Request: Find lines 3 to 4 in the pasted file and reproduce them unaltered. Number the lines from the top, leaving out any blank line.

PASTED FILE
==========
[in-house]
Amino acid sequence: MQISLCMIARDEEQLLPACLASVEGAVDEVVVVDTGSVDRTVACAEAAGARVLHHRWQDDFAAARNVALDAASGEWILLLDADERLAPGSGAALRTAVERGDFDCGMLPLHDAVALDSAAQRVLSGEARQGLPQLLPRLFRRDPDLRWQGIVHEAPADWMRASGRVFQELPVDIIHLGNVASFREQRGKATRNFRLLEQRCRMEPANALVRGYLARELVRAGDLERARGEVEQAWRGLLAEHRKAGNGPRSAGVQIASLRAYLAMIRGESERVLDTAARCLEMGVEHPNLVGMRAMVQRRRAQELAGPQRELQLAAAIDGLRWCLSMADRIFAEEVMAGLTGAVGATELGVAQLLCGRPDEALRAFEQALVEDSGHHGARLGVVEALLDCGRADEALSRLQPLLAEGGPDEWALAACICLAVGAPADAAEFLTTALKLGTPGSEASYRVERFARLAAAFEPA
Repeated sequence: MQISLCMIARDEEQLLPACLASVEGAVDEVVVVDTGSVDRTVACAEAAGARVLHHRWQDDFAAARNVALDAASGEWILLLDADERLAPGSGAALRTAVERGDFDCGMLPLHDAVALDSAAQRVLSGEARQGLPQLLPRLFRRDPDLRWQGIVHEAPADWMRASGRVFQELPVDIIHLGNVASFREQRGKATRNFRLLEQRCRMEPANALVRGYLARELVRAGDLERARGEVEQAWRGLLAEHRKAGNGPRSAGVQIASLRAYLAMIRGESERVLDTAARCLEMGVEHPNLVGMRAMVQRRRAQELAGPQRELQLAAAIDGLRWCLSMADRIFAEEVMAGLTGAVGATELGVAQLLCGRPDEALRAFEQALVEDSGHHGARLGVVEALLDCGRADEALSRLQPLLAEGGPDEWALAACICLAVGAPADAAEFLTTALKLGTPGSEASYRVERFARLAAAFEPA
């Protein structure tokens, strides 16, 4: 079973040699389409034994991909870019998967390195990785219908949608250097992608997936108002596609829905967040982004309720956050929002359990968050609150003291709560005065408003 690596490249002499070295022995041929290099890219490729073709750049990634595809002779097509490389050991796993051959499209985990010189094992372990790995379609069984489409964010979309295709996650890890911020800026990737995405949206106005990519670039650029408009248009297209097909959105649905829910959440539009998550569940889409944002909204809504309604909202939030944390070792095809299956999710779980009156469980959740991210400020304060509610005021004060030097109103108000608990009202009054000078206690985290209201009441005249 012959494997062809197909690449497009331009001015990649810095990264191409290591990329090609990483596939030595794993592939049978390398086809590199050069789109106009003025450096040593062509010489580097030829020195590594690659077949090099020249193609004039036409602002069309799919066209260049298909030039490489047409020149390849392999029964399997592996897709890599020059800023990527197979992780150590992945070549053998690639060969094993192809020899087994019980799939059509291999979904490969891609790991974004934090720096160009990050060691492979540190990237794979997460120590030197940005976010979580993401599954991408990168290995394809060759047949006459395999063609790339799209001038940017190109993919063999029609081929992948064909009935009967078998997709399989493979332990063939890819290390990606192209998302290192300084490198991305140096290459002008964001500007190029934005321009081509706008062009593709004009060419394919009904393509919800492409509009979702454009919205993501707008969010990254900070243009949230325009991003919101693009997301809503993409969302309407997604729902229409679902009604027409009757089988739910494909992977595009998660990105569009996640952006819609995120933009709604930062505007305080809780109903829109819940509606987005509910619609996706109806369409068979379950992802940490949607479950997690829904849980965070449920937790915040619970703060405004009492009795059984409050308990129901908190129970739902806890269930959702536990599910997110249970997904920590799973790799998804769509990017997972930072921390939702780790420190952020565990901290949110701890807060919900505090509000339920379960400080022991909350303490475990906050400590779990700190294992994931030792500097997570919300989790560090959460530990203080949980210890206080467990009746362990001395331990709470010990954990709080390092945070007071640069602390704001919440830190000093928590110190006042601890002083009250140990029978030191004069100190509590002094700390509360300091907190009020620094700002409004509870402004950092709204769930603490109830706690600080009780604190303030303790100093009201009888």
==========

Repeated sequence: MQISLCMIARDEEQLLPACLASVEGAVDEVVVVDTGSVDRTVACAEAAGARVLHHRWQDDFAAARNVALDAASGEWILLLDADERLAPGSGAALRTAVERGDFDCGMLPLHDAVALDSAAQRVLSGEARQGLPQLLPRLFRRDPDLRWQGIVHEAPADWMRASGRVFQELPVDIIHLGNVASFREQRGKATRNFRLLEQRCRMEPANALVRGYLARELVRAGDLERARGEVEQAWRGLLAEHRKAGNGPRSAGVQIASLRAYLAMIRGESERVLDTAARCLEMGVEHPNLVGMRAMVQRRRAQELAGPQRELQLAAAIDGLRWCLSMADRIFAEEVMAGLTGAVGATELGVAQLLCGRPDEALRAFEQALVEDSGHHGARLGVVEALLDCGRADEALSRLQPLLAEGGPDEWALAACICLAVGAPADAAEFLTTALKLGTPGSEASYRVERFARLAAAFEPA
């Protein structure tokens, strides 16, 4: 079973040699389409034994991909870019998967390195990785219908949608250097992608997936108002596609829905967040982004309720956050929002359990968050609150003291709560005065408003 690596490249002499070295022995041929290099890219490729073709750049990634595809002779097509490389050991796993051959499209985990010189094992372990790995379609069984489409964010979309295709996650890890911020800026990737995405949206106005990519670039650029408009248009297209097909959105649905829910959440539009998550569940889409944002909204809504309604909202939030944390070792095809299956999710779980009156469980959740991210400020304060509610005021004060030097109103108000608990009202009054000078206690985290209201009441005249 012959494997062809197909690449497009331009001015990649810095990264191409290591990329090609990483596939030595794993592939049978390398086809590199050069789109106009003025450096040593062509010489580097030829020195590594690659077949090099020249193609004039036409602002069309799919066209260049298909030039490489047409020149390849392999029964399997592996897709890599020059800023990527197979992780150590992945070549053998690639060969094993192809020899087994019980799939059509291999979904490969891609790991974004934090720096160009990050060691492979540190990237794979997460120590030197940005976010979580993401599954991408990168290995394809060759047949006459395999063609790339799209001038940017190109993919063999029609081929992948064909009935009967078998997709399989493979332990063939890819290390990606192209998302290192300084490198991305140096290459002008964001500007190029934005321009081509706008062009593709004009060419394919009904393509919800492409509009979702454009919205993501707008969010990254900070243009949230325009991003919101693009997301809503993409969302309407997604729902229409679902009604027409009757089988739910494909992977595009998660990105569009996640952006819609995120933009709604930062505007305080809780109903829109819940509606987005509910619609996706109806369409068979379950992802940490949607479950997690829904849980965070449920937790915040619970703060405004009492009795059984409050308990129901908190129970739902806890269930959702536990599910997110249970997904920590799973790799998804769509990017997972930072921390939702780790420190952020565990901290949110701890807060919900505090509000339920379960400080022991909350303490475990906050400590779990700190294992994931030792500097997570919300989790560090959460530990203080949980210890206080467990009746362990001395331990709470010990954990709080390092945070007071640069602390704001919440830190000093928590110190006042601890002083009250140990029978030191004069100190509590002094700390509360300091907190009020620094700002409004509870402004950092709204769930603490109830706690600080009780604190303030303790100093009201009888």